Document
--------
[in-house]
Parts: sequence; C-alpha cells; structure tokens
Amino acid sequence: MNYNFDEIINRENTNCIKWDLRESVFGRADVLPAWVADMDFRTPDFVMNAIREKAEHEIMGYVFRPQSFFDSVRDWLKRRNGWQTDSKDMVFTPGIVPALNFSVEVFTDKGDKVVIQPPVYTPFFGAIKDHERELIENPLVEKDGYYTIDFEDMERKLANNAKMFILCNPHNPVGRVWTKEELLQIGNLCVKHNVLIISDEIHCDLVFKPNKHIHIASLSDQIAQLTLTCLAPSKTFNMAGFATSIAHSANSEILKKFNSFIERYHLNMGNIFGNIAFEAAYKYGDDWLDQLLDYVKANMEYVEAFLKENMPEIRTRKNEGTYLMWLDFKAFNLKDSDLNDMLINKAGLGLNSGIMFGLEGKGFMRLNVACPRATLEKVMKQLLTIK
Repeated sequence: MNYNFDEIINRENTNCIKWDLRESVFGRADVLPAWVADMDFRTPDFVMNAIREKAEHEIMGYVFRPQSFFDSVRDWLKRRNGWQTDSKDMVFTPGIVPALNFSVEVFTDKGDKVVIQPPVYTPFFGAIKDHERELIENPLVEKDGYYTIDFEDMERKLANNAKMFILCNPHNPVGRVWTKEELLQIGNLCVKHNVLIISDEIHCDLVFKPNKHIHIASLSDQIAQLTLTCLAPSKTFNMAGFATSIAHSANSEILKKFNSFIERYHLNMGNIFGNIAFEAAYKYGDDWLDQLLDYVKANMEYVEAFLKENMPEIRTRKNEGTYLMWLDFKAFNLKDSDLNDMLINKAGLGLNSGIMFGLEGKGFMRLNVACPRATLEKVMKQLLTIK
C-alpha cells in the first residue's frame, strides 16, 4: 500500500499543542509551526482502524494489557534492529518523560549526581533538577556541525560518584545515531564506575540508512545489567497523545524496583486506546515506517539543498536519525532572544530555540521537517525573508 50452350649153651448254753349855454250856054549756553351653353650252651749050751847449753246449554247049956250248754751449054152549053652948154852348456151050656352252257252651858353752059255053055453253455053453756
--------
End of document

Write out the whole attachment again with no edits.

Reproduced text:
[in-house]
Parts: sequence; C-alpha cells; structure tokens
Amino acid sequence: MNYNFDEIINRENTNCIKWDLRESVFGRADVLPAWVADMDFRTPDFVMNAIREKAEHEIMGYVFRPQSFFDSVRDWLKRRNGWQTDSKDMVFTPGIVPALNFSVEVFTDKGDKVVIQPPVYTPFFGAIKDHERELIENPLVEKDGYYTIDFEDMERKLANNAKMFILCNPHNPVGRVWTKEELLQIGNLCVKHNVLIISDEIHCDLVFKPNKHIHIASLSDQIAQLTLTCLAPSKTFNMAGFATSIAHSANSEILKKFNSFIERYHLNMGNIFGNIAFEAAYKYGDDWLDQLLDYVKANMEYVEAFLKENMPEIRTRKNEGTYLMWLDFKAFNLKDSDLNDMLINKAGLGLNSGIMFGLEGKGFMRLNVACPRATLEKVMKQLLTIK
Repeated sequence: MNYNFDEIINRENTNCIKWDLRESVFGRADVLPAWVADMDFRTPDFVMNAIREKAEHEIMGYVFRPQSFFDSVRDWLKRRNGWQTDSKDMVFTPGIVPALNFSVEVFTDKGDKVVIQPPVYTPFFGAIKDHERELIENPLVEKDGYYTIDFEDMERKLANNAKMFILCNPHNPVGRVWTKEELLQIGNLCVKHNVLIISDEIHCDLVFKPNKHIHIASLSDQIAQLTLTCLAPSKTFNMAGFATSIAHSANSEILKKFNSFIERYHLNMGNIFGNIAFEAAYKYGDDWLDQLLDYVKANMEYVEAFLKENMPEIRTRKNEGTYLMWLDFKAFNLKDSDLNDMLINKAGLGLNSGIMFGLEGKGFMRLNVACPRATLEKVMKQLLTIK
C-alpha cells in the first residue's frame, strides 16, 4: 500500500499543542509551526482502524494489557534492529518523560549526581533538577556541525560518584545515531564506575540508512545489567497523545524496583486506546515506517539543498536519525532572544530555540521537517525573508 50452350649153651448254753349855454250856054549756553351653353650252651749050751847449753246449554247049956250248754751449054152549053652948154852348456151050656352252257252651858353752059255053055453253455053453756